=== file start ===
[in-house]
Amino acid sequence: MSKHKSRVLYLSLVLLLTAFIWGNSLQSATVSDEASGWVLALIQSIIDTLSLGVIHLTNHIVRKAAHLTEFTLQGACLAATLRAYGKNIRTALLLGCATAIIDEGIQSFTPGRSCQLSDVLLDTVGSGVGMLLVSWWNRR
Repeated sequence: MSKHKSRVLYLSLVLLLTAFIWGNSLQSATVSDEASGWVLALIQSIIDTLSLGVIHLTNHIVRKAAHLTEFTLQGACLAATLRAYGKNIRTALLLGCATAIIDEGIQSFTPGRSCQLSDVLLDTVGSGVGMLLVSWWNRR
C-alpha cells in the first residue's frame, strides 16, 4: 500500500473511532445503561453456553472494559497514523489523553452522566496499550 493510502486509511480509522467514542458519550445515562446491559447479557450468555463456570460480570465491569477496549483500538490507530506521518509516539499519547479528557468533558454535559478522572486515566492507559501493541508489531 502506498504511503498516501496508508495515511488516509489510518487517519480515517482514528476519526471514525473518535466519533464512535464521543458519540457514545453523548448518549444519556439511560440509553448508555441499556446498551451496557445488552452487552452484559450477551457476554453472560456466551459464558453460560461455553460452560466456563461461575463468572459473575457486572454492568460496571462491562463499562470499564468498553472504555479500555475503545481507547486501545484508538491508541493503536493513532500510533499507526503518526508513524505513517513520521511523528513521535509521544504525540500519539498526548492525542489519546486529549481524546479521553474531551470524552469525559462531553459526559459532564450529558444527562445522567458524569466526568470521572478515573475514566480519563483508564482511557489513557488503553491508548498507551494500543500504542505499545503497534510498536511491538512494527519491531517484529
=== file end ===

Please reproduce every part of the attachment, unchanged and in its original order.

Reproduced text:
[in-house]
Amino acid sequence: MSKHKSRVLYLSLVLLLTAFIWGNSLQSATVSDEASGWVLALIQSIIDTLSLGVIHLTNHIVRKAAHLTEFTLQGACLAATLRAYGKNIRTALLLGCATAIIDEGIQSFTPGRSCQLSDVLLDTVGSGVGMLLVSWWNRR
Repeated sequence: MSKHKSRVLYLSLVLLLTAFIWGNSLQSATVSDEASGWVLALIQSIIDTLSLGVIHLTNHIVRKAAHLTEFTLQGACLAATLRAYGKNIRTALLLGCATAIIDEGIQSFTPGRSCQLSDVLLDTVGSGVGMLLVSWWNRR
C-alpha cells in the first residue's frame, strides 16, 4: 500500500473511532445503561453456553472494559497514523489523553452522566496499550 493510502486509511480509522467514542458519550445515562446491559447479557450468555463456570460480570465491569477496549483500538490507530506521518509516539499519547479528557468533558454535559478522572486515566492507559501493541508489531 502506498504511503498516501496508508495515511488516509489510518487517519480515517482514528476519526471514525473518535466519533464512535464521543458519540457514545453523548448518549444519556439511560440509553448508555441499556446498551451496557445488552452487552452484559450477551457476554453472560456466551459464558453460560461455553460452560466456563461461575463468572459473575457486572454492568460496571462491562463499562470499564468498553472504555479500555475503545481507547486501545484508538491508541493503536493513532500510533499507526503518526508513524505513517513520521511523528513521535509521544504525540500519539498526548492525542489519546486529549481524546479521553474531551470524552469525559462531553459526559459532564450529558444527562445522567458524569466526568470521572478515573475514566480519563483508564482511557489513557488503553491508548498507551494500543500504542505499545503497534510498536511491538512494527519491531517484529